Max Payne Still Holds Up

Illustration for article titled iMax Payne/i Still Holds Up

Last night, I started playing through Max Payne on Kotaku’s Twitch channel. Returning to the 2001 game after so many years reveals a smart and surprisingly funny game full of experimentation. And, of course, kickass bullet-time gunfights.


I first played Max Payne in junior high when my friend Dan brought the CD-ROMs over to my house in the summer. It’s hard to explain how shocking the game was; I’d never seen anything so dirty or gleefully violent. Max Payne’s New York was a caricatured shanty city of crumbling row houses, snaking underground tunnels, and secretive gangster bars. Everyone slept on grimey mattresses and had several guns under their pillows. Max Payne handed you a Desert Eagle, some John Woo magic, and let you to dive right in. Replaying it last night, I was struck by how much that feeling has endured. Max’s one man crusade against the mob is as teeth-grittingly awesome as I remembered.

A lot of that has to do with the combat. It’s tempting to look back at bullet-time, the game’s special slow motion ability, as a gimmick that led to far too many imitators. But it’s the center around which the rest of the game revolves. It’s not just a power-up; it’s an incredibly smart tool for managing the game’s pace. Much of this has to do with how fragile Max is. This is a punishing game, even on the default difficulty. Playing it like a normal shooter is a recipe for disaster—Max dies in three to four hits, and enemies come in deadly groups. Bullet-time is an equalizer, an on-demand state of demi-goodhood that turns the most unfair encounters into brilliant puzzles. The average Max Payne gunfight lasts about ten seconds; smart application of bullet-time expands those sudden encounters into miniature blood operas. It feels like running a stunt crew, practicing over and over until you finally get the perfect shot.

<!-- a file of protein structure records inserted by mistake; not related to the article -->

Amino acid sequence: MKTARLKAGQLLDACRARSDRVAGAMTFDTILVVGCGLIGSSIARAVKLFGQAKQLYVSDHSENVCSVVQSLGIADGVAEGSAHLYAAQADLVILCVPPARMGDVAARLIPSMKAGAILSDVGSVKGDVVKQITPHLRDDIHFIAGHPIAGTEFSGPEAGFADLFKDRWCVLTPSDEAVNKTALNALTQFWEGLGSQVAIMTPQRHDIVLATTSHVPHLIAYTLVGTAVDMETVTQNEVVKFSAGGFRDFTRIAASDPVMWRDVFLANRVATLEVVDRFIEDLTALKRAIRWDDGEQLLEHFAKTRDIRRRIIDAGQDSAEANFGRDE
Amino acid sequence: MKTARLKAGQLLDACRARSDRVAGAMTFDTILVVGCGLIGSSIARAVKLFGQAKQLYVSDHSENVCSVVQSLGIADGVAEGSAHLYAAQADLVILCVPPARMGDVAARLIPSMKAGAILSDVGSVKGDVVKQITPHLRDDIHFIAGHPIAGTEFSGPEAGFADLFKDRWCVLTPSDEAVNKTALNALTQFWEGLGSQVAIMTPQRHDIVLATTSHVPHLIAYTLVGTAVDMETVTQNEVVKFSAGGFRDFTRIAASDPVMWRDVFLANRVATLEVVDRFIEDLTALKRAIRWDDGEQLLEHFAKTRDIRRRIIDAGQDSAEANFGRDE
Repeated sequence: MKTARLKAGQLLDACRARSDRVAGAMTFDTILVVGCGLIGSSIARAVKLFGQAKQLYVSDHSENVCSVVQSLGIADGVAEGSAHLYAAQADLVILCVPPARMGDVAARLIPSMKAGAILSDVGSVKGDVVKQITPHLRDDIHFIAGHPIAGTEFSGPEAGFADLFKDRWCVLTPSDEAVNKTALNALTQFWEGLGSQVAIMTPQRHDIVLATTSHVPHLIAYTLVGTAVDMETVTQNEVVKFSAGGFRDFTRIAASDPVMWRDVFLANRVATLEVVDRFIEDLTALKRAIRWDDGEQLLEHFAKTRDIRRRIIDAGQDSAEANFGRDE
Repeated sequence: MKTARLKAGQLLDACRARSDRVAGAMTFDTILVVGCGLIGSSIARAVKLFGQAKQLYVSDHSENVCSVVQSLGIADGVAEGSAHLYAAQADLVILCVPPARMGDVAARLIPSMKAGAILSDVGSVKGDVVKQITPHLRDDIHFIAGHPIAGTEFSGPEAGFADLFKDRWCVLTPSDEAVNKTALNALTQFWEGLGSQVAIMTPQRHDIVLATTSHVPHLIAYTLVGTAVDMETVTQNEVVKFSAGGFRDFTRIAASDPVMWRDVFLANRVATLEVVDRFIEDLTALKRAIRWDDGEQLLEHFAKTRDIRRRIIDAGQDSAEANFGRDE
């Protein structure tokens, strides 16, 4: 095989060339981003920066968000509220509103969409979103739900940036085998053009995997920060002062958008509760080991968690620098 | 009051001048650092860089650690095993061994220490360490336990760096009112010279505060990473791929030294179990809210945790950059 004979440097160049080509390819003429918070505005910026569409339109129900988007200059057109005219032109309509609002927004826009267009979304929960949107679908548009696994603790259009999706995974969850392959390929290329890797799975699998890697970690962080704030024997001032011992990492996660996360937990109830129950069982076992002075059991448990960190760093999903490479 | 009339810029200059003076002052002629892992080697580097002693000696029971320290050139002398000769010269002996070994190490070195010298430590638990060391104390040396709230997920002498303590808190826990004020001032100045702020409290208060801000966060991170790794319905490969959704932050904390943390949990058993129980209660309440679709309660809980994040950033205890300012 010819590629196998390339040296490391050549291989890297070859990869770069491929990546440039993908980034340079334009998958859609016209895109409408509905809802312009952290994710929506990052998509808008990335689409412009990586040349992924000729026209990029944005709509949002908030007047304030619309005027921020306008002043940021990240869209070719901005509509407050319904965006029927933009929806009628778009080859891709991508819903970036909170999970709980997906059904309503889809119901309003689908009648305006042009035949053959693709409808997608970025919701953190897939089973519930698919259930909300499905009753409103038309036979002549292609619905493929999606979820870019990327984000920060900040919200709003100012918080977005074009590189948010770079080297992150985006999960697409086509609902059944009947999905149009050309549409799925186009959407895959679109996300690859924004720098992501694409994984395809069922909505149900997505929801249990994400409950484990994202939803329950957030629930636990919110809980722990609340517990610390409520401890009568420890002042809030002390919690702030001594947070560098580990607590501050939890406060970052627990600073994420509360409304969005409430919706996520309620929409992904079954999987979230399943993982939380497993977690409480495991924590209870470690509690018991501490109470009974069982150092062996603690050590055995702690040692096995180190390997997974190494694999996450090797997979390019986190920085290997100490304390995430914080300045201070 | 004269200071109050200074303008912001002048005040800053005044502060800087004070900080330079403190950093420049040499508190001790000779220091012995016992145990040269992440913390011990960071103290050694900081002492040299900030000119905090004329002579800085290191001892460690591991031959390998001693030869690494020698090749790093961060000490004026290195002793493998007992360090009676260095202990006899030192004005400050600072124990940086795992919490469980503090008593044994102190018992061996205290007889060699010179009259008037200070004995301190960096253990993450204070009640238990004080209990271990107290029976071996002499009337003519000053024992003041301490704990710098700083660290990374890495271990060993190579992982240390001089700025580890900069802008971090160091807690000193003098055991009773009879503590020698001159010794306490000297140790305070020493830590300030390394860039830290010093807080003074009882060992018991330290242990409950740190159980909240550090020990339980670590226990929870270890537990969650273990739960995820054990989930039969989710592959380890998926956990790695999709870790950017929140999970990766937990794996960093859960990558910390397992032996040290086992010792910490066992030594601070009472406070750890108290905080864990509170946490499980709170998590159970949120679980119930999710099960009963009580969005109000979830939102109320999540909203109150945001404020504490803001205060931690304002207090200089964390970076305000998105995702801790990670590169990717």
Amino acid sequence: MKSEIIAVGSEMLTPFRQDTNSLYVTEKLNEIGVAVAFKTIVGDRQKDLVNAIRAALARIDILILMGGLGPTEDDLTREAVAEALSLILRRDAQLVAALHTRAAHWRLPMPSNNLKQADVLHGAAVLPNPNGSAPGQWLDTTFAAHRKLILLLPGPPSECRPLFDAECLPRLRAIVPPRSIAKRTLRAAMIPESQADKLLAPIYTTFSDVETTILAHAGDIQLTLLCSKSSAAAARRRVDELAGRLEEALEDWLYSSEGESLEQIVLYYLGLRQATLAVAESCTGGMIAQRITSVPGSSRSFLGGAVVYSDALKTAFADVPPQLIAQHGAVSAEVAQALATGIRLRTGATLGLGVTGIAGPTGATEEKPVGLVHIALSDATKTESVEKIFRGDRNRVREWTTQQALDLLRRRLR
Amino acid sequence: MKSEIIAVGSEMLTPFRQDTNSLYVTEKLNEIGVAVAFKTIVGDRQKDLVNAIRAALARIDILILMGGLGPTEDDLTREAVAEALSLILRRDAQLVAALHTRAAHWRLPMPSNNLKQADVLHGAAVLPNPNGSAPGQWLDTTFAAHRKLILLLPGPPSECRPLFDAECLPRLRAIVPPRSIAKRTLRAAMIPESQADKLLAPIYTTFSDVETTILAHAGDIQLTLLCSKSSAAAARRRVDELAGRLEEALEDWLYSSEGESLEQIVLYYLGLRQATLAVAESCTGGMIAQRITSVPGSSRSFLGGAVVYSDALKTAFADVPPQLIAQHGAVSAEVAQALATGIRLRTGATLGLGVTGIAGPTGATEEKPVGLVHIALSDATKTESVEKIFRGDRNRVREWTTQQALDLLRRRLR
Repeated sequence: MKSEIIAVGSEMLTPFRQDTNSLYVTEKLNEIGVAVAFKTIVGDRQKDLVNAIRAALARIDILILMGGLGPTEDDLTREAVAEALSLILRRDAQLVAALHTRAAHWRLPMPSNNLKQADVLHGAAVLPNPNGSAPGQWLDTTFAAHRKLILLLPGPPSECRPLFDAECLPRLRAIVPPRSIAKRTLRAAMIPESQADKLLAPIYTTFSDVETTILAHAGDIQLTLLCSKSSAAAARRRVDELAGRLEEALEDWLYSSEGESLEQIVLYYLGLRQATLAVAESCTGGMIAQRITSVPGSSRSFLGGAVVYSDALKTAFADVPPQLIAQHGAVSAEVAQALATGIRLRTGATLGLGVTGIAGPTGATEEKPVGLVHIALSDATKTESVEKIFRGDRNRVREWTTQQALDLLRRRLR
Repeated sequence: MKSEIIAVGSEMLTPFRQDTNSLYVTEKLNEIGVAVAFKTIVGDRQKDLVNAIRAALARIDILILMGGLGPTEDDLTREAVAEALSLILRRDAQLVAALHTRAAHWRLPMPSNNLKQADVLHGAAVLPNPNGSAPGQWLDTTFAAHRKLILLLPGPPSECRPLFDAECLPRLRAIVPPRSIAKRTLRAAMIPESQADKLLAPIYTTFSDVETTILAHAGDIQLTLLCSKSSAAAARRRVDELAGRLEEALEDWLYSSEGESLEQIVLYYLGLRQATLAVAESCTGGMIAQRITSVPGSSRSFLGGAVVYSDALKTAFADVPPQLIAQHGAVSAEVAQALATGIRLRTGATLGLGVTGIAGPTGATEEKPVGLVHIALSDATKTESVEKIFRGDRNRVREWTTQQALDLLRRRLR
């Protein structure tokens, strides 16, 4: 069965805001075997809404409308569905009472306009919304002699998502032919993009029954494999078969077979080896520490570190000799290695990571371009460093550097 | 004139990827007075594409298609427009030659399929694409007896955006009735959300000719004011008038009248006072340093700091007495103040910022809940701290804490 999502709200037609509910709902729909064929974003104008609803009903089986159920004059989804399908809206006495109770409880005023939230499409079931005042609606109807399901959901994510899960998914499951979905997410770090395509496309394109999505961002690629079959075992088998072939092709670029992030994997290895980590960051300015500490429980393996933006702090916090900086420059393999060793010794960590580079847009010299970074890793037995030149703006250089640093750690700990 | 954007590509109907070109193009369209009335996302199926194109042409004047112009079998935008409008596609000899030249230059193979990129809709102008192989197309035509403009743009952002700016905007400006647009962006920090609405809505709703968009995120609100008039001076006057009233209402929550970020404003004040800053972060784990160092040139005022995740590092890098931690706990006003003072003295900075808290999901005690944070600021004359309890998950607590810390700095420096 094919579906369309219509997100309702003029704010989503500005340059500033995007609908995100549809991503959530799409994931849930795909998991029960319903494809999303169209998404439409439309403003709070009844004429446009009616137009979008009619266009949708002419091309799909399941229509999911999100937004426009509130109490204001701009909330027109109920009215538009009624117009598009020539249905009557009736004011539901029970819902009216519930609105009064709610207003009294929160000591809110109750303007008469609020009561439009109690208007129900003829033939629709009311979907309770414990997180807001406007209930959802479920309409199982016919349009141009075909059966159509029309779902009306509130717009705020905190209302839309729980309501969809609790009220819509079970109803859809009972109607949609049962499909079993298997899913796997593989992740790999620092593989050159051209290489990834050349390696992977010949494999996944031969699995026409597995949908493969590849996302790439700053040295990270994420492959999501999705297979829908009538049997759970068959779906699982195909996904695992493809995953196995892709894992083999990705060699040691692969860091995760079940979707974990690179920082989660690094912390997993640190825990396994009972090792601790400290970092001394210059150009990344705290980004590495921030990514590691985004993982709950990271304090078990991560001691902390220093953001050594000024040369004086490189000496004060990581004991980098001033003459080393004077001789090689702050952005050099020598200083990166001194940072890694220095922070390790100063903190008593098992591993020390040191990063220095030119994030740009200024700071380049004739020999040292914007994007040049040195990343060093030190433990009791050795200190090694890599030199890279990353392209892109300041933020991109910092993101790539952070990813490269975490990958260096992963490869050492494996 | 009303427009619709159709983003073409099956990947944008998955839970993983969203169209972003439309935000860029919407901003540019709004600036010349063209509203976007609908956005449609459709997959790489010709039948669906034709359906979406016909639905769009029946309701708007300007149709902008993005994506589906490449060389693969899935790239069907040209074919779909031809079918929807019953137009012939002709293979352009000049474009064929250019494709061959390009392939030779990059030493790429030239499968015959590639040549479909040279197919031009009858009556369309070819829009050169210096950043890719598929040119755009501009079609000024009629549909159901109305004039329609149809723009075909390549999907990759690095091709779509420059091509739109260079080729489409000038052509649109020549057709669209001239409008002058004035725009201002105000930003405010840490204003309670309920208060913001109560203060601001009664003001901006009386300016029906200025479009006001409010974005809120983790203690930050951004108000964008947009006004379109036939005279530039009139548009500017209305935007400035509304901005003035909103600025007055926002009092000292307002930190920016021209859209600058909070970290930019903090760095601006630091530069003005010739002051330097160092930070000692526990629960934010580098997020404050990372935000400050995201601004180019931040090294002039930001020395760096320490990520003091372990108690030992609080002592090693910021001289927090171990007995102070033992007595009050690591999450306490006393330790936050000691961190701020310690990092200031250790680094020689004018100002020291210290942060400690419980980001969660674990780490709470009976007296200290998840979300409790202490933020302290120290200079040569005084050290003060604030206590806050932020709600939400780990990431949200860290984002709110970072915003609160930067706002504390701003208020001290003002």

It creates a dramatic mood that’s complement by the cheesy story. Max’s overly verbose inner monologues—replete with mythological allusions and musings on the American Dream—come hand in hand with overacted scenes full of childish gangsters. The villains are dopes, silly criminals in oversized suits and horrible New York accents. Every mafioso feels like a rejected Dick Tracy stooge. The contrast is spectacular; Max’s lyrical ramblings clashing with nasally taunts that would make my extended Italian relatives roll their eyeballs right out of their skulls. Max Payne’s mixture of neo-noir slapstick is unique and refreshing even now.

The first game offers a strong roadmap for the rest of the series. The rest of the series shifts from Max Payne 2’s playful deconstruction to Max Payne 3’s self-serious character study. It works because Max’s tough guy persona can be molded to fit nearly any story type and narrative need. Hard-boiled sane man, self aware video game protagonist, and redemption-seeking madman. He can be all of these things in equal measure and it never seems strange. His excessive gun battles fit into nearly any video game frame, manifestations of a frustrated soul wandering from genre to genre. He’s fantastic.

Kotaku Game Diary

Daily thoughts from a Kotaku staffer about a game we’re playing.

I hope to play through the entire series by the end of the year, and I couldn’t be more excited. Max Payne’s high-pulp embrace of video game cliches is unique and worth remembering. I don’t think there’s been anything else like it. At the very least, no one’s done it this right.

Former Senior Writer and Critic at Kotaku.

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Nice! Max Payne ruled. Was 3 good? Seemed a little too serious.